Cautious South Africa likely to be vindicated
South Africa took a huge step towards vindicating their approach after some surprisingly timid tactics appeared to have offered England a lifeline in the fourth Test at Centurion.
Despite a lead of 175 overnight, South Africa took 66.2 overs to score 206 runs on the fourth day which, combined with a rain interruption, meant that England did not start their second innings until 5.10pm. With more rain possible on the fifth morning, it seemed an abundantly cautious ploy from their captain, AB de Villiers.
Only five times in the history of Test cricket has any side scored more than the 382 England were set for victory here. England's highest fourth-innings total to win a Test is 332 for 7 made against Australia in Melbourne in 1928-29.
On this ground, where no side has made more than 251 to win in the fourth innings - and that was in a game where both sides forfeited an innings - and where the cracks in the surface have created variable bounce, a total of anything over 250 would surely have proved testing.
But as South Africa's bowlers struck three times in the first 10 overs of the England innings, it appeared they had left themselves ample time to gain a consolation victory. Had Joe Root been stumped on 10 off Dane Piedt, as he should have been, South Africa's position would have been even more dominant.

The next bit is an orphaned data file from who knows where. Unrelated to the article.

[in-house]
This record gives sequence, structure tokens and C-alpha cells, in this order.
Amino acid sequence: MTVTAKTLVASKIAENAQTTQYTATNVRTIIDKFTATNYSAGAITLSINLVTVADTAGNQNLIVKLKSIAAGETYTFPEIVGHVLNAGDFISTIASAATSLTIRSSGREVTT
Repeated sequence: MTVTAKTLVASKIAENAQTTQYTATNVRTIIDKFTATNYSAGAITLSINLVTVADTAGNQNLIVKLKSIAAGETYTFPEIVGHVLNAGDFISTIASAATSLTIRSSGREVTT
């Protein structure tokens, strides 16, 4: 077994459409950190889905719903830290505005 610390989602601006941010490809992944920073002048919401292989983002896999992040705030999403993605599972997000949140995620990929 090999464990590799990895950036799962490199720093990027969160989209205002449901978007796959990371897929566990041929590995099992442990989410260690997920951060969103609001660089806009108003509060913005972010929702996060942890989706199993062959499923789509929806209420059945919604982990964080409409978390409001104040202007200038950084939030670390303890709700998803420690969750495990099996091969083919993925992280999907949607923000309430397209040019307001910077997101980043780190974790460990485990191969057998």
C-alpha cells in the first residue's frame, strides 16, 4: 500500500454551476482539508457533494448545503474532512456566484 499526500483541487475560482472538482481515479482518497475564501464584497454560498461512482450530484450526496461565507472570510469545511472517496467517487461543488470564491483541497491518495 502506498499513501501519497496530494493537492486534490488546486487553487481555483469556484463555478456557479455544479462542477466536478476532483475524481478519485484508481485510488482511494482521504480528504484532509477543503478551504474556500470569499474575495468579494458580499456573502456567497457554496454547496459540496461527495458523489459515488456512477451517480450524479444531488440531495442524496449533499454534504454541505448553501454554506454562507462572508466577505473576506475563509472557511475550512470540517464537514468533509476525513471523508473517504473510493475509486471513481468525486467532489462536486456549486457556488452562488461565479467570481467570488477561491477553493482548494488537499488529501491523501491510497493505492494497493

Confidence may be one factor in South Africa's apparent caution. They have gone nine Tests and 12 months without a win - their longest winless run since readmission - and, having seen their bowlers thrashed around Cape Town by Ben Stokes, are fearful of what he, in particular, and Root could achieve.
They also had fears that their attack - which included only four specialist bowlers at the start of the game - may be weakened by injury to Kyle Abbott. He left the pitch towards the end of England's first innings reporting a hamstring strain and, though he took the field at the start of England's second innings, there is some uncertainty over how many more overs he will be able to contribute in this match. South Africa, understandably, did not want to leave themselves defending a total with only three first choice bowlers.
And, with James Anderson producing his best spell of the series - he dismissed Stephen Cook and AB de Villiers within the space of three balls in the morning - there was briefly a possibility that England could claw their way back into the match. But Hashim Amla, first with JP Duminy and then with Temba Bavuma, ensured there was to be no recovery.
While some late acceleration increased South Africa's run-rate to 2.97 runs-an-over, for much of the 117-run fifth-wicket stand in 37.4 overs between Amla and Bavuma, progress was strangely sedate. Despite wickets in hand and a large lead, South Africa with great application right up until tea and surprised most onlookers by resuming afterwards. Only the arrival of rain persuaded them to declare and, had the ground not avoided the worst of a storm that passed perilously close, England may have avoided batting at all on the fourth day.